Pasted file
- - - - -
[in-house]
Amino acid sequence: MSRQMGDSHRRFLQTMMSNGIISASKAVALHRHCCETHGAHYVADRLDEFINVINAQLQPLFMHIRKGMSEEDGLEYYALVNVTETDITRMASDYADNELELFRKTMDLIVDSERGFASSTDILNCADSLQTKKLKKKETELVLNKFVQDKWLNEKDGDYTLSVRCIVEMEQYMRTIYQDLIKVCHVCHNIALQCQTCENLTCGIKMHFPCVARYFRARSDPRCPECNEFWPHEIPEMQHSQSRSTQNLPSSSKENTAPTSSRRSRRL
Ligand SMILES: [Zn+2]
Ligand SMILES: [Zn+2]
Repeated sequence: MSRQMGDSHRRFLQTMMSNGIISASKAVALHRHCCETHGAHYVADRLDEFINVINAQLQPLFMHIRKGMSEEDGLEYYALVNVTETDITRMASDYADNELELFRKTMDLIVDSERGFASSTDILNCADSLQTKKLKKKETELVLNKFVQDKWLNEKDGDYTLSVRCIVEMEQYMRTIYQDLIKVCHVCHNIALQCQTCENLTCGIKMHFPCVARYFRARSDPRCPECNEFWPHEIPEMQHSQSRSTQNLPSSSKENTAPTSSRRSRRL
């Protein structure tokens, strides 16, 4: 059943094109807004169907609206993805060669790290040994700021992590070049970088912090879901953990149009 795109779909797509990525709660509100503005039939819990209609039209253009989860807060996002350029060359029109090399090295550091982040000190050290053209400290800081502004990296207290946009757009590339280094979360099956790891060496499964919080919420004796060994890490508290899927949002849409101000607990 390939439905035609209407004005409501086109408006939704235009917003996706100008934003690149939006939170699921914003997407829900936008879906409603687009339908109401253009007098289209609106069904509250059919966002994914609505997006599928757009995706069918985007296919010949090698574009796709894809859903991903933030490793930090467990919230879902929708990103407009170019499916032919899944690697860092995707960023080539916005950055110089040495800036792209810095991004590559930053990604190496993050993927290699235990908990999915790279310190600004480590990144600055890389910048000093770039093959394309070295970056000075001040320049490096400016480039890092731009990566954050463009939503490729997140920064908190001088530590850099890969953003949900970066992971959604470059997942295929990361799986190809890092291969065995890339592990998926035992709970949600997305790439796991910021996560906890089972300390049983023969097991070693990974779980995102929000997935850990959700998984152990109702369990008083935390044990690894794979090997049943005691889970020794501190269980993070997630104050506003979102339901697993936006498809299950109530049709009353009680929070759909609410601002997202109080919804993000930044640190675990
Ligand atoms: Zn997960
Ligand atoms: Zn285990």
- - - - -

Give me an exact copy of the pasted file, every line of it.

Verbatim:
[in-house]
Amino acid sequence: MSRQMGDSHRRFLQTMMSNGIISASKAVALHRHCCETHGAHYVADRLDEFINVINAQLQPLFMHIRKGMSEEDGLEYYALVNVTETDITRMASDYADNELELFRKTMDLIVDSERGFASSTDILNCADSLQTKKLKKKETELVLNKFVQDKWLNEKDGDYTLSVRCIVEMEQYMRTIYQDLIKVCHVCHNIALQCQTCENLTCGIKMHFPCVARYFRARSDPRCPECNEFWPHEIPEMQHSQSRSTQNLPSSSKENTAPTSSRRSRRL
Ligand SMILES: [Zn+2]
Ligand SMILES: [Zn+2]
Repeated sequence: MSRQMGDSHRRFLQTMMSNGIISASKAVALHRHCCETHGAHYVADRLDEFINVINAQLQPLFMHIRKGMSEEDGLEYYALVNVTETDITRMASDYADNELELFRKTMDLIVDSERGFASSTDILNCADSLQTKKLKKKETELVLNKFVQDKWLNEKDGDYTLSVRCIVEMEQYMRTIYQDLIKVCHVCHNIALQCQTCENLTCGIKMHFPCVARYFRARSDPRCPECNEFWPHEIPEMQHSQSRSTQNLPSSSKENTAPTSSRRSRRL
């Protein structure tokens, strides 16, 4: 059943094109807004169907609206993805060669790290040994700021992590070049970088912090879901953990149009 795109779909797509990525709660509100503005039939819990209609039209253009989860807060996002350029060359029109090399090295550091982040000190050290053209400290800081502004990296207290946009757009590339280094979360099956790891060496499964919080919420004796060994890490508290899927949002849409101000607990 390939439905035609209407004005409501086109408006939704235009917003996706100008934003690149939006939170699921914003997407829900936008879906409603687009339908109401253009007098289209609106069904509250059919966002994914609505997006599928757009995706069918985007296919010949090698574009796709894809859903991903933030490793930090467990919230879902929708990103407009170019499916032919899944690697860092995707960023080539916005950055110089040495800036792209810095991004590559930053990604190496993050993927290699235990908990999915790279310190600004480590990144600055890389910048000093770039093959394309070295970056000075001040320049490096400016480039890092731009990566954050463009939503490729997140920064908190001088530590850099890969953003949900970066992971959604470059997942295929990361799986190809890092291969065995890339592990998926035992709970949600997305790439796991910021996560906890089972300390049983023969097991070693990974779980995102929000997935850990959700998984152990109702369990008083935390044990690894794979090997049943005691889970020794501190269980993070997630104050506003979102339901697993936006498809299950109530049709009353009680929070759909609410601002997202109080919804993000930044640190675990
Ligand atoms: Zn997960
Ligand atoms: Zn285990």